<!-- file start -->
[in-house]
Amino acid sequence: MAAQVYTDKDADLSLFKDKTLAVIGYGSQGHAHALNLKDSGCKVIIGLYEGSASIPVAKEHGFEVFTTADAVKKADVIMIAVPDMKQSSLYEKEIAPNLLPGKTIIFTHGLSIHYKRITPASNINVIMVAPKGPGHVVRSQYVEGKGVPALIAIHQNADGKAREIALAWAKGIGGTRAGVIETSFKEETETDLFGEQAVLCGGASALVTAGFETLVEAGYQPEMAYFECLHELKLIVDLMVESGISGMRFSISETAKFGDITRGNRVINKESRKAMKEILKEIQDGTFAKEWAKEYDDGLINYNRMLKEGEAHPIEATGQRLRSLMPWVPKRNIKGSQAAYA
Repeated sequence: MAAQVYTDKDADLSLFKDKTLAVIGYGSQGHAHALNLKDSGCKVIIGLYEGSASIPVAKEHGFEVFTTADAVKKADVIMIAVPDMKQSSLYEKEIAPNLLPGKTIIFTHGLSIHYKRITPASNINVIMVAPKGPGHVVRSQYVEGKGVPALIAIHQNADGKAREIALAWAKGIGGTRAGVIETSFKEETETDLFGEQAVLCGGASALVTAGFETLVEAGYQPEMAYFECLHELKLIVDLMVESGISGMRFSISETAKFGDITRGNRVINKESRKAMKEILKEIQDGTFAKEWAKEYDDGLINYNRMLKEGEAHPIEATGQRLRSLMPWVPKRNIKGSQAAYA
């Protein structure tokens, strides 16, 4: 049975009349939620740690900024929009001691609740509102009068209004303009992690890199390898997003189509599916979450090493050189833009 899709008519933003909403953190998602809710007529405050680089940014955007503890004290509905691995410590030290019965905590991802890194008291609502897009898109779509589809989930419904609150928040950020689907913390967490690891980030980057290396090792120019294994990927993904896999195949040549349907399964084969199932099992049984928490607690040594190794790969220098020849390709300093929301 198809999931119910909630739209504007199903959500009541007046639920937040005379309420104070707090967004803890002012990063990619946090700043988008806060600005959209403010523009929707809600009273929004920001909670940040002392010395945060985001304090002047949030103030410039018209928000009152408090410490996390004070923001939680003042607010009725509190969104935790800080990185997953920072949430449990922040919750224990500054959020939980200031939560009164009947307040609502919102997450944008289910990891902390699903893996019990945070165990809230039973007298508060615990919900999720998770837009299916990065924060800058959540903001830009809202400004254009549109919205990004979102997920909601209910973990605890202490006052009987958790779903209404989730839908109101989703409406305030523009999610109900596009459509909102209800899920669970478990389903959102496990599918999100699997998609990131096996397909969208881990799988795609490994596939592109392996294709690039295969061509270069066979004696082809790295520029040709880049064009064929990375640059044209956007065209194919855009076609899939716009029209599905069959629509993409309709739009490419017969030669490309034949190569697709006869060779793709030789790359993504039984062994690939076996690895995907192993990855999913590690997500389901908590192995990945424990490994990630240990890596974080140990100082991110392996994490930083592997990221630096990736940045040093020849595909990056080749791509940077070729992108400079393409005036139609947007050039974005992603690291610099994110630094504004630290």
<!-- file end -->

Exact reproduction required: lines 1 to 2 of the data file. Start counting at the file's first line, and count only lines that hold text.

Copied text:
[in-house]
Amino acid sequence: MAAQVYTDKDADLSLFKDKTLAVIGYGSQGHAHALNLKDSGCKVIIGLYEGSASIPVAKEHGFEVFTTADAVKKADVIMIAVPDMKQSSLYEKEIAPNLLPGKTIIFTHGLSIHYKRITPASNINVIMVAPKGPGHVVRSQYVEGKGVPALIAIHQNADGKAREIALAWAKGIGGTRAGVIETSFKEETETDLFGEQAVLCGGASALVTAGFETLVEAGYQPEMAYFECLHELKLIVDLMVESGISGMRFSISETAKFGDITRGNRVINKESRKAMKEILKEIQDGTFAKEWAKEYDDGLINYNRMLKEGEAHPIEATGQRLRSLMPWVPKRNIKGSQAAYA